Like his poem “Black Queer Teen Idol” promises, get ready for Tyris Winter (he/him) to be your new idol.
Tyris Winter, a 19-year-old poet, artist, and Internet sensation has no shortage of wisdom when it comes to being in the spotlight (or creating your own).
This month, Tyris shared his story of growth, triumph, and reclamation with me on an overcast, weekend night. But also shared how his presence wasn’t built in a day and took a fair amount of self-growth to be where he is at this moment.
INSPIRATION AND HIS YOUTH
As a kid, Tyris had to hide his artistic abilities from his family who discouraged his talents, even secretly performing slam poetry at his school. But he found refuge in the classroom, lending his growth in confidence to his art and English teachers.
Ultimately his teachers were the ones who convinced him to pursue his art seriously. “These teachers be oracle bitches,” he said.
Tyris took me by surprise when he cited Paris Hilton as the main inspiration for his art. We laughed together as he told me about a Hilton quote on Instagram along the lines of “Tell them one thing, but really do what you want” is one of the reasons he is who he is today.
ART AND SELF
Tyris is a radiant artist, and when I asked him what kind of artist he thinks he is, he responded “The best way I can explain it is in an artistic way [….] A space to hold beauty in any avenue I can put it into, whatever ray of light I can reflect into.”
This manifests itself in his love for painting, sewing, writing, drawing, and more. And it’s wonderfully obvious in his social media presence that he is talented in many capacities. (Take a little scroll through his Instagram @winterissues if you’re curious)
Despite what you might think, Tyris describes himself as an introvert. He’s very careful about his feelings, and in real life gets exhausted easily from social interaction. He takes pride in his introverted nature and wishes people wouldn’t expect his theatrical stage presence was the way he was in real life.
“Why aren’t you duck-walking for me backstage?” people would ask. “Because that’s not who I am, and you’re not paying me. My entire being is not a show for you.”
THOUGHTS ON QUEER REPRESENTATION
When we came to the topic of queer representation in the media, Tyris hopes to change how the typical narrative goes. From personal experience, he described how the negative representations of queer folx have impacted him.
“The ‘on god’ and ‘yes mama’ isn’t the only part of me. My life is not just a comedy.”
“I want black queers to be loved,” he said. Tyris hopes one day to see a queer movie of two black men in love on Hallmark or the Lifetime channel and is sick of the almost exclusively comedic representations of queer folx. “Why can’t queer identities be the everyday? I don’t want to be the butt of the joke.”
Growing up, Tyris struggled to find representations of himself and had to work hard to claim comfortability in his identity. “I’ve had to work to reclaim my comfortability, although I felt like I never had it.”
Because of his soft-spoken and sensitive nature, people always perceived Tyris as queer. But he has since learned that “We’re taught so often not to be comfortable with who we are. We have to unlearn the hate we’ve been taught because it’s literally violence.”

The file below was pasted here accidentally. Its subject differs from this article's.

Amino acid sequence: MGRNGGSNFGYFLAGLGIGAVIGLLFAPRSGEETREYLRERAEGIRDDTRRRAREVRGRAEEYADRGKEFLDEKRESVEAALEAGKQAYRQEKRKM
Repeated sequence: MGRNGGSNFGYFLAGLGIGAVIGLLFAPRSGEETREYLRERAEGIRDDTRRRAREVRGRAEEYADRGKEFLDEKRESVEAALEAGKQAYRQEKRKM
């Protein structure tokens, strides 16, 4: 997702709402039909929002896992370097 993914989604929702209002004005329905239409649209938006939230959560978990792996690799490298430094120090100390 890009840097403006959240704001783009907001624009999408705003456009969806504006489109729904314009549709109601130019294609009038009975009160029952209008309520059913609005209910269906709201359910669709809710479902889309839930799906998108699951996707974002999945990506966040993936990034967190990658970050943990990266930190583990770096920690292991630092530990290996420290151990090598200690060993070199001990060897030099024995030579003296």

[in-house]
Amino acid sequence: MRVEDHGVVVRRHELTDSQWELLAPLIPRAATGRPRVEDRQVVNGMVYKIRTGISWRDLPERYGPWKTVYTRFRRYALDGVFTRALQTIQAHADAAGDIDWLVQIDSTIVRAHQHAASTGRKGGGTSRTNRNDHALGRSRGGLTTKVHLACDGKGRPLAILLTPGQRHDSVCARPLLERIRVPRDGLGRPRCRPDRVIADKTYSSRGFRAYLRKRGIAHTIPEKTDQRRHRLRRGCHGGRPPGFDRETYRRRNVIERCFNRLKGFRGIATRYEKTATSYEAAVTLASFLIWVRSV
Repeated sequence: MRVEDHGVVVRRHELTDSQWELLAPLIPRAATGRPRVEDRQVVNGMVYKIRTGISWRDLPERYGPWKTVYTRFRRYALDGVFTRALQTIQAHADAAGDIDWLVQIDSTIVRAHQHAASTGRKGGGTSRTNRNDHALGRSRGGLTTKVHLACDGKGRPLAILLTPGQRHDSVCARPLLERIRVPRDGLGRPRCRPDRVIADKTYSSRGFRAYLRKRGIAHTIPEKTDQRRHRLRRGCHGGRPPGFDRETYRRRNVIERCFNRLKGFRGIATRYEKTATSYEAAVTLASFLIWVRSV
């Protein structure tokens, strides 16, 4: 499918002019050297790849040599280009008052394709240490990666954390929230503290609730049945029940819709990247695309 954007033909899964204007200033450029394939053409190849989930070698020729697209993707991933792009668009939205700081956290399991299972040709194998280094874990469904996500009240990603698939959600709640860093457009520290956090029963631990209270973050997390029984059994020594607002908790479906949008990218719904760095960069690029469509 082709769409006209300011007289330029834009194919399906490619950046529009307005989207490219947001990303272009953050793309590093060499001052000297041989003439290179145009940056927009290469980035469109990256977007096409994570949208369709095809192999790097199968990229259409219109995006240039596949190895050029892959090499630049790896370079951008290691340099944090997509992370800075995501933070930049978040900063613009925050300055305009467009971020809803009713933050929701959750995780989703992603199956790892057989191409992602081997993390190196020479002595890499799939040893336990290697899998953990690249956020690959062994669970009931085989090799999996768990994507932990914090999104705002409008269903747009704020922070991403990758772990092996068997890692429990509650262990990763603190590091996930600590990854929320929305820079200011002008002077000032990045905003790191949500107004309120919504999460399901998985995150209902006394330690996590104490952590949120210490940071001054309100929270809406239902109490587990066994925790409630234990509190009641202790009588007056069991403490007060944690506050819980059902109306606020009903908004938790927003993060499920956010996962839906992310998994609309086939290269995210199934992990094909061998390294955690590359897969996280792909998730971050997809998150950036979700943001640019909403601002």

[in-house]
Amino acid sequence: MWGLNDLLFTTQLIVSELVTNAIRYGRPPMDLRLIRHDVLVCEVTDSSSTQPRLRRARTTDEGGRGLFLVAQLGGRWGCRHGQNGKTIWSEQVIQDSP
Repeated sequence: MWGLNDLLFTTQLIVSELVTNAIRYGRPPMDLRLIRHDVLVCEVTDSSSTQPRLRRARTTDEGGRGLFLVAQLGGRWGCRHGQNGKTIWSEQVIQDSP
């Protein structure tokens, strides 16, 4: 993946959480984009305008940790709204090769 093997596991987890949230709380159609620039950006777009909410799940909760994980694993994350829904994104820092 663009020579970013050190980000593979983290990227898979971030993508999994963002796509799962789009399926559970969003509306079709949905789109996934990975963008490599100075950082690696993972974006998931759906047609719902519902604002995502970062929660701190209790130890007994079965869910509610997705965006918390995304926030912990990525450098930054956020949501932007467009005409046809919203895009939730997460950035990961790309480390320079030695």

He described to me how he always wished for a normal life and finds his inspiration in the mundane. He’s inspired by the people that he meets in passing, the rain on the windows, the breeze. But most importantly, how he feels when he’s not putting on a show.
“My appreciation for the mundane comes from my want to be loved in my mundane. Me wanting to be queer unapologetically, me wanting to be black without fear, wanting to be a child without being fearful.”
So when I asked Tyris what his normal looks like, and what the world would look like if he ruled, he described a safe haven for all people and identities. People could live freely in their beings. He promised me I would get citizenship upon creation of his world, and the only requirement was to be “a bad bitch.”
WISDOM AND GROWTH
Today, Tyris is still working on growing his confidence and caring less about what people think, but has realized that “You can’t shape your entire being off of the perspective of someone who has no idea what it’s like to be you.”
His advice for young people trying to find their power is to explore who you are when there is no one watching. Explore who you are in the quiet. “In a group setting, it’s hard to know who you are. You really know you’re being authentic if you act the same around people as you do behind closed doors.”
“I don’t change who I am for nobody, and I’m so happy and proud I’m able to do that.”
“If being yourself brings you joy in your lonesome, imagine when you find a community that has already been doing that. As much as we think we’re alone, we’re not. By yourself, you are discovering something that’s never been lost.”
“I would hate to do the disservice to myself by not exploring who I want to be. And that’s on periodt mama.”
By the end of our time together, smiling and rambling on about TikTok and the newest RuPaul season, one quote especially stuck with me and quite literally brings me to tears. In reference to his presence online, and his hopes for the future, Tyris told me:
“Rather I be the martyr or the idol I am prepared to take the weight, but I’m also just happy to exist the way I am.”
I want to thank Tyris for his vulnerability and his overall excellence, and you can too! By following his social media linked below, and sending him the love he deserves.
Remember, always stay authentically you. Reclaim your comfortability.
Tyris’s Social Media